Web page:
Archive for Paul

Atonement I: The person and work of Christ shows us who God is

Posted in Reconciliation with tags , , , , , on March 17, 2011 by stephengardner

Let the same mind be in you that was in Christ Jesus, who, though he was in the form of God, did not regard equality with God as something to be exploited, but emptied himself, taking the form of a slave, being born in human likeness. And being found in human form, he humbled himself and became obedient to the point of death—even death on a cross. (Phil 2.5-8 NRSV)

Way back in November I introduced an introduction to some thoughts on the atonement. This is the first post, in what I hope will be a series of ‘around seven’, exploring the atonement, what it is and what it achieves. The next couple of posts will focus more on what the atonement actually is, but for now let me describe it as this: the saving significance of the person and work of the Incarnate Son of God.

Initially I was going to use this post as a way of finishing off my reflections on the atonement, but I’ve become convinced that this should be the first port-of-call for any consideration of what God has done in Christ. In a nutshell the point of this post is this: the atonement is not contrary to who God is, in fact it is God in his most Godness.

This seems to be what Paul was getting at when he penned his exhortation to the Philippians that they be a community of humility precisely because God has shown himself to be humble in the death of Christ. The NRSV unhelpfully adds the word ‘though’ in v.6 implying that the work of Christ is contrary to who Christ is – God in his fulness.

Speaking of the limitations and weaknesses Christ takes on and what they mean for him ‘being in the form of God’, Barth writes this:

We will mention at once the thought which will be decisive and basic in the section, that God shows Himself to be the great and true God in the fact that He can and will let His grace bear this cost, that He is capable and willing and ready for this condescension, this act of extravagance, this far journey. What marks out God above all false gods is that they are not capable and ready for this. In their otherworldliness and supernaturalness and otherness, etc., the gods are a reflection of the human pride which will not unbend, which will not stoop to that which is beneath it. God is not proud. In His high majesty He is humble. It is in this high humility that He speaks and acts as the God who reconciles the world to Himself. It is under this aspect first that we must consider the history of the atonement. (Barth, CD IV.1 s59, 159)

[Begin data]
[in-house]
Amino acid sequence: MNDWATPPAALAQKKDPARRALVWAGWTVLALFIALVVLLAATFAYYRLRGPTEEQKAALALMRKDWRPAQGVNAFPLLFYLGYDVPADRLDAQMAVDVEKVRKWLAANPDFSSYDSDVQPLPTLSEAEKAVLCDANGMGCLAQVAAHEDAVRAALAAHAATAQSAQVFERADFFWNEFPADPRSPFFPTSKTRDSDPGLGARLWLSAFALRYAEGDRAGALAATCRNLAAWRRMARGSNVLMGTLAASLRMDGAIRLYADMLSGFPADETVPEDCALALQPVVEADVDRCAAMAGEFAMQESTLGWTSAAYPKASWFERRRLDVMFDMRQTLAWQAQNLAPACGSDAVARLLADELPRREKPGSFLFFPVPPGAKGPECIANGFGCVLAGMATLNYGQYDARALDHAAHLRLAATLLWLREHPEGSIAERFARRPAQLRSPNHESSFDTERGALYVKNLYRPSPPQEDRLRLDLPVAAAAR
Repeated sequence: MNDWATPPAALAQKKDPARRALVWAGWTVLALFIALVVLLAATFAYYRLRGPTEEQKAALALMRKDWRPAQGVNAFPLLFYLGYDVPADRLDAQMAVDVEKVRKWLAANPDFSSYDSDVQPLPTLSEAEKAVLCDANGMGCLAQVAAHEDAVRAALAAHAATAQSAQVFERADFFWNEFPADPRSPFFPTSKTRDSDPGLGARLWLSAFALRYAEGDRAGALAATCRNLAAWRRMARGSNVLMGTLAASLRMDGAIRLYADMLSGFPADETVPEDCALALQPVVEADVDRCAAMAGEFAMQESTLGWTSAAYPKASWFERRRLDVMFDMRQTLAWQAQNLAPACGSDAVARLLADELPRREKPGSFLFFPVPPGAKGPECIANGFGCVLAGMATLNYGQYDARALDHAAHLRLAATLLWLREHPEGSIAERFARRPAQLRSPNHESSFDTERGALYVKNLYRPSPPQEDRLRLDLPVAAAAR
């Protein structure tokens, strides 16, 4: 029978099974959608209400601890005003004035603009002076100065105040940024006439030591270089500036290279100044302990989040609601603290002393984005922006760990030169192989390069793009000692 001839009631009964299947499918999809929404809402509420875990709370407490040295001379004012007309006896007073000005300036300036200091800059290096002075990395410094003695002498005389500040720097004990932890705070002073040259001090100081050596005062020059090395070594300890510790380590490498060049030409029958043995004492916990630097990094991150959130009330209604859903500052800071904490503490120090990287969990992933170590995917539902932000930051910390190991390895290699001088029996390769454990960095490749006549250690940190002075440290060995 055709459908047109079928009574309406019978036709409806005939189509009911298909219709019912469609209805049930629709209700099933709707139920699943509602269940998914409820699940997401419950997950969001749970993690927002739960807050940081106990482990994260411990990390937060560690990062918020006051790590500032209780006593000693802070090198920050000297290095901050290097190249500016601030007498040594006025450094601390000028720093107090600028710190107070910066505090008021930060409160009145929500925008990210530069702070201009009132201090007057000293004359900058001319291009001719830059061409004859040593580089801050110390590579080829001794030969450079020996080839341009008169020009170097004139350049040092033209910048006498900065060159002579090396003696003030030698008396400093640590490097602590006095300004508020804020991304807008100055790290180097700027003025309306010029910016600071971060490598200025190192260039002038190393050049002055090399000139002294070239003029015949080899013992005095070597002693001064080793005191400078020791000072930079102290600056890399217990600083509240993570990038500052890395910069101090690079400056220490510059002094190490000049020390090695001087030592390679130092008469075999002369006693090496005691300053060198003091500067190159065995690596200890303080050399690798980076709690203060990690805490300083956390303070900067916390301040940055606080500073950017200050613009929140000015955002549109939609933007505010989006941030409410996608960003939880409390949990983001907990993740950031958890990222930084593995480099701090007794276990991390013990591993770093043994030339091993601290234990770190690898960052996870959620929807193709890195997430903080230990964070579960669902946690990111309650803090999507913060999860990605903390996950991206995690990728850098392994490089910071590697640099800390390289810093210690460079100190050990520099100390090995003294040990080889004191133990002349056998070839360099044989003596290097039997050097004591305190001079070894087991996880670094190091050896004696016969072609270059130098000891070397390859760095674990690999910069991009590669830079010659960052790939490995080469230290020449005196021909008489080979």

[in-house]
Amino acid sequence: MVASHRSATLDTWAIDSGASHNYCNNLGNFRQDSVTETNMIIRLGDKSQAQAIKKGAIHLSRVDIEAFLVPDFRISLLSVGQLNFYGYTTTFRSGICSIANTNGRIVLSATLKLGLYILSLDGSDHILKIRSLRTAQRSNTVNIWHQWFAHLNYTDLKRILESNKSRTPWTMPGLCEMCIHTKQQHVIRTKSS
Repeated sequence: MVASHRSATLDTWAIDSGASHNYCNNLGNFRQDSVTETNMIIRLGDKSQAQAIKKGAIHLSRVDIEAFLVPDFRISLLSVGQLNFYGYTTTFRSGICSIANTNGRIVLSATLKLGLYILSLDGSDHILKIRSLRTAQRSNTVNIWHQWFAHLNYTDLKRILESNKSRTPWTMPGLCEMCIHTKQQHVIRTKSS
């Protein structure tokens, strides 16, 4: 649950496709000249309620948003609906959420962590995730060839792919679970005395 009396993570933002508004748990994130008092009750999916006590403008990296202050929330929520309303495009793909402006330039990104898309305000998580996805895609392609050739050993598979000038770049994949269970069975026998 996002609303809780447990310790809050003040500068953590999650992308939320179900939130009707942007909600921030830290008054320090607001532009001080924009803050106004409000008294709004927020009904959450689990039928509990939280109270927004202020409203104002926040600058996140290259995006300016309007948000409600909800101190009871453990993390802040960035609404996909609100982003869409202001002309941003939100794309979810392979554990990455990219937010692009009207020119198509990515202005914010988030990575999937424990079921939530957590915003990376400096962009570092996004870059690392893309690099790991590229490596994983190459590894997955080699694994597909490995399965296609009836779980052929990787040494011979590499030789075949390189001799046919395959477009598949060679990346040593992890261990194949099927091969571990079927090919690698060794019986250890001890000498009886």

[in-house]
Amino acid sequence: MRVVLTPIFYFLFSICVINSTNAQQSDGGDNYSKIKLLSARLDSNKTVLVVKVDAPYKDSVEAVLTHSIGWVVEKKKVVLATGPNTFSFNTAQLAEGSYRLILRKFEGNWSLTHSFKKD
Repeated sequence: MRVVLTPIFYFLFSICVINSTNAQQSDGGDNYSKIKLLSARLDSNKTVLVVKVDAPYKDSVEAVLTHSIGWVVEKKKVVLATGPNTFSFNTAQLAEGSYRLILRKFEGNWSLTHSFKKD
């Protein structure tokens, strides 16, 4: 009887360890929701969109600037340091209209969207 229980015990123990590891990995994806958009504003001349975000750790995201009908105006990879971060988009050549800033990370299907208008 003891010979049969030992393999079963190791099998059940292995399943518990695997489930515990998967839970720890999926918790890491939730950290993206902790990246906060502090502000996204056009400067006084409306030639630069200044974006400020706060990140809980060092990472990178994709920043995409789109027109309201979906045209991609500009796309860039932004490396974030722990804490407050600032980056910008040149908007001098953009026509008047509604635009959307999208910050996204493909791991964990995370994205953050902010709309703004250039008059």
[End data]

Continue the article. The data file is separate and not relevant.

Friendships must be messy

Posted in Uncategorized with tags , , on August 4, 2009 by stephengardner

What makes Christian friendships particularly Christian? Is it their ‘other -person centred-ness’? Their focus on love? Or, is it actually their messiness that  makes them distinctly Christian? Recently I attended a  lecture on Paul’s friendship language, by Prof. Laurence Welborn of Fordham University, New York.

heart.mosaic

Prof. Welborn used 2 Corinthians to show that Paul’s ‘letter of reconciliation’ was ‘an audacious attempt to subvert the Roman paradigm of friendship.’ This is because Roman ideas of friendship were deeply influenced by Greek philosophical thought, with a particular value on firmness and permanence in relationships. Paul’s writings show a vulnerability and openness to messiness that offered a new paradigm in his cultural context. He often uses words like pain, sorrow and grief which reveal much of what he valued in his friendships (see 2 Corinthians 2.1-3, 2.7, Romans 9.2, Philippians 2.27).

The desire to have clean, tidy, neatly defined friendships directly clashes with the language Paul uses to speak about his relationships. Sure, loyalty and faithfulness are key in friendships, buts its when loyalty happens in the midst of pain, sorrow or even awkwardness that makes it distinctly Christian.

Recently, I spoke with a woman who has found herself increasingly isolated from Christian communities. Her friends have all but deserted her, unable to stick with her through various painful situations, perhaps finding her issues too much to bare themselves, too awkward or even too time consuming.

What stops us from opening ourselves up to sharing messiness with friends? Tell me what you think. Because its a total shame when we fail at this point,  its a missed opportunity to show to the world a distinctly Christian belief – that God dives into these moments, getting his own hands messy in our pain and sorrow. Paul might have been offering a subversive paradigm of friendship, but this is precisely because he had experienced the subversive message of a crucified God.

Tell me, what do you think makes Christian friendships distinctly Christian?